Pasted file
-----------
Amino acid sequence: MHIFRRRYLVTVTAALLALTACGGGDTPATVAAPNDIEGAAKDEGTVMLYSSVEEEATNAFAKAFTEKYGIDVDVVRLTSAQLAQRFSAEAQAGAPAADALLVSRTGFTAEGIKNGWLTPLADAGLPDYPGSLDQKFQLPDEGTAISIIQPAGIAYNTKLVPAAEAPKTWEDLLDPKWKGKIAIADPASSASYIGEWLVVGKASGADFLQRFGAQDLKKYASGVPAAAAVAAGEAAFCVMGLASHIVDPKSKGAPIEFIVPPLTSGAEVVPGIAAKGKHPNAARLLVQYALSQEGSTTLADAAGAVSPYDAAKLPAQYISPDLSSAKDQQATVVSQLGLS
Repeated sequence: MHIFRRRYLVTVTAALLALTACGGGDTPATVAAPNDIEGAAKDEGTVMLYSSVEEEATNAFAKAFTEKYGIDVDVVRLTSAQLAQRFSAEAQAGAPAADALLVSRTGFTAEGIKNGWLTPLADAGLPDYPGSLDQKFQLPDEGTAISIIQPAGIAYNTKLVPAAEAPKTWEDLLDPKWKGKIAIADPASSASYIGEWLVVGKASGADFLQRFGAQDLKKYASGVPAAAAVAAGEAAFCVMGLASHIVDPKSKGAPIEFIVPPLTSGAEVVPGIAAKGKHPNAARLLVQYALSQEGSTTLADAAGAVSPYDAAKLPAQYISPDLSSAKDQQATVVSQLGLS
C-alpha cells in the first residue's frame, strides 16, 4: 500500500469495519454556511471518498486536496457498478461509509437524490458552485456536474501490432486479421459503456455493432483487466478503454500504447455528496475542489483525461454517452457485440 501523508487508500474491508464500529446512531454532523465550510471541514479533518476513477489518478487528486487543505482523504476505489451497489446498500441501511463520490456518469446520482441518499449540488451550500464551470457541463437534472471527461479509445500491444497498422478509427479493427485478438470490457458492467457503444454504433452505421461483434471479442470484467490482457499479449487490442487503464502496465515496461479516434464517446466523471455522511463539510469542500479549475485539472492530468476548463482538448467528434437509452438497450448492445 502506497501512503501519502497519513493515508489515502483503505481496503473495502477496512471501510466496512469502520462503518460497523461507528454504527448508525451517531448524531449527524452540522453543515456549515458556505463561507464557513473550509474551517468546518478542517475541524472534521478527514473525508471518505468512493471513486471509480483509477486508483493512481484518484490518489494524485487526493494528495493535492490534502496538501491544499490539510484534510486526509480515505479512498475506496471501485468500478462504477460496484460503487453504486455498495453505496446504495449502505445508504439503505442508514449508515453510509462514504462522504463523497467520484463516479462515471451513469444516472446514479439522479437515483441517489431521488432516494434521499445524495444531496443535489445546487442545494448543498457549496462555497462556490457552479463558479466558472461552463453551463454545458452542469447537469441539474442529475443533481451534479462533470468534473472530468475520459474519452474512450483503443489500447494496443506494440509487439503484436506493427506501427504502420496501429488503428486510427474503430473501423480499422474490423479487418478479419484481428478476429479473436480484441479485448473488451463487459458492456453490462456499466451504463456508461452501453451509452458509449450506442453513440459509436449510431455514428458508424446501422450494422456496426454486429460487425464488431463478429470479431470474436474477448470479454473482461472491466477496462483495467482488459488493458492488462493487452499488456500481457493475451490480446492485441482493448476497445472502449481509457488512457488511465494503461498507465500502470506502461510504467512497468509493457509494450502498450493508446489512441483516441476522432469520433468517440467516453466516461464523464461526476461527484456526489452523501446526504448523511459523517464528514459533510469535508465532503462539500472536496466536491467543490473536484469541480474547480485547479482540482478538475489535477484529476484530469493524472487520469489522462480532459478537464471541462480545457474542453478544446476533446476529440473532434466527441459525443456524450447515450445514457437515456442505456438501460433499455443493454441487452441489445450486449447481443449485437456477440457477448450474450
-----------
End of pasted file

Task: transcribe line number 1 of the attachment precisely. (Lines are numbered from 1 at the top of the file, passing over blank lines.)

Amino acid sequence: MHIFRRRYLVTVTAALLALTACGGGDTPATVAAPNDIEGAAKDEGTVMLYSSVEEEATNAFAKAFTEKYGIDVDVVRLTSAQLAQRFSAEAQAGAPAADALLVSRTGFTAEGIKNGWLTPLADAGLPDYPGSLDQKFQLPDEGTAISIIQPAGIAYNTKLVPAAEAPKTWEDLLDPKWKGKIAIADPASSASYIGEWLVVGKASGADFLQRFGAQDLKKYASGVPAAAAVAAGEAAFCVMGLASHIVDPKSKGAPIEFIVPPLTSGAEVVPGIAAKGKHPNAARLLVQYALSQEGSTTLADAAGAVSPYDAAKLPAQYISPDLSSAKDQQATVVSQLGLS